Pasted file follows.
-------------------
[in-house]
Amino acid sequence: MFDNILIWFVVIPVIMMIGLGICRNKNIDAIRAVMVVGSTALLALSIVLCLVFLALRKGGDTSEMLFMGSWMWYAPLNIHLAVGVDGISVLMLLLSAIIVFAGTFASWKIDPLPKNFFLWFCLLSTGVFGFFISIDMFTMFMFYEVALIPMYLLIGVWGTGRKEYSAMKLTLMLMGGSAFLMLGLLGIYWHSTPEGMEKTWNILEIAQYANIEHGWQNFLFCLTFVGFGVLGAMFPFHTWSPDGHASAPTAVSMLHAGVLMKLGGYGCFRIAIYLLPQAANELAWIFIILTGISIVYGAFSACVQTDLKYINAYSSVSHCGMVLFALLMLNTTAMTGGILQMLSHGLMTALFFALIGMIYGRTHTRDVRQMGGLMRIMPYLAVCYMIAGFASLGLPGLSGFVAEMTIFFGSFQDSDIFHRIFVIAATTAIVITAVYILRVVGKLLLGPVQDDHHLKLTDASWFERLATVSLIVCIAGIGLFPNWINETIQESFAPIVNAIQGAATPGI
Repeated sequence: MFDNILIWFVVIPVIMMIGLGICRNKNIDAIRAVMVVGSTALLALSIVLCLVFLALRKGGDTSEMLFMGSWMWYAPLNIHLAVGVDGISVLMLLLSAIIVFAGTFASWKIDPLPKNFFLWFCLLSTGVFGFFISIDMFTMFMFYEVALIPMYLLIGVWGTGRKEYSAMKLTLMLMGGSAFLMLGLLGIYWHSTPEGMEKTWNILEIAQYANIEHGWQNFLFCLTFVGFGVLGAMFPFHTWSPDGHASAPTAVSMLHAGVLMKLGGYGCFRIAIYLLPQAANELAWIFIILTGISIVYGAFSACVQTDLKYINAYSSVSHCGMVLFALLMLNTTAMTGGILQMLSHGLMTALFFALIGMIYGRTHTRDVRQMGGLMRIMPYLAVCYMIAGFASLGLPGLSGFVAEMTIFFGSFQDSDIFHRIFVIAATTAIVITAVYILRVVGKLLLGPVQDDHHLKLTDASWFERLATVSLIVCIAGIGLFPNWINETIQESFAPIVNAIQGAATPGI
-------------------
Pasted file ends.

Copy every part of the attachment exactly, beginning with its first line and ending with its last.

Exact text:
[in-house]
Amino acid sequence: MFDNILIWFVVIPVIMMIGLGICRNKNIDAIRAVMVVGSTALLALSIVLCLVFLALRKGGDTSEMLFMGSWMWYAPLNIHLAVGVDGISVLMLLLSAIIVFAGTFASWKIDPLPKNFFLWFCLLSTGVFGFFISIDMFTMFMFYEVALIPMYLLIGVWGTGRKEYSAMKLTLMLMGGSAFLMLGLLGIYWHSTPEGMEKTWNILEIAQYANIEHGWQNFLFCLTFVGFGVLGAMFPFHTWSPDGHASAPTAVSMLHAGVLMKLGGYGCFRIAIYLLPQAANELAWIFIILTGISIVYGAFSACVQTDLKYINAYSSVSHCGMVLFALLMLNTTAMTGGILQMLSHGLMTALFFALIGMIYGRTHTRDVRQMGGLMRIMPYLAVCYMIAGFASLGLPGLSGFVAEMTIFFGSFQDSDIFHRIFVIAATTAIVITAVYILRVVGKLLLGPVQDDHHLKLTDASWFERLATVSLIVCIAGIGLFPNWINETIQESFAPIVNAIQGAATPGI
Repeated sequence: MFDNILIWFVVIPVIMMIGLGICRNKNIDAIRAVMVVGSTALLALSIVLCLVFLALRKGGDTSEMLFMGSWMWYAPLNIHLAVGVDGISVLMLLLSAIIVFAGTFASWKIDPLPKNFFLWFCLLSTGVFGFFISIDMFTMFMFYEVALIPMYLLIGVWGTGRKEYSAMKLTLMLMGGSAFLMLGLLGIYWHSTPEGMEKTWNILEIAQYANIEHGWQNFLFCLTFVGFGVLGAMFPFHTWSPDGHASAPTAVSMLHAGVLMKLGGYGCFRIAIYLLPQAANELAWIFIILTGISIVYGAFSACVQTDLKYINAYSSVSHCGMVLFALLMLNTTAMTGGILQMLSHGLMTALFFALIGMIYGRTHTRDVRQMGGLMRIMPYLAVCYMIAGFASLGLPGLSGFVAEMTIFFGSFQDSDIFHRIFVIAATTAIVITAVYILRVVGKLLLGPVQDDHHLKLTDASWFERLATVSLIVCIAGIGLFPNWINETIQESFAPIVNAIQGAATPGI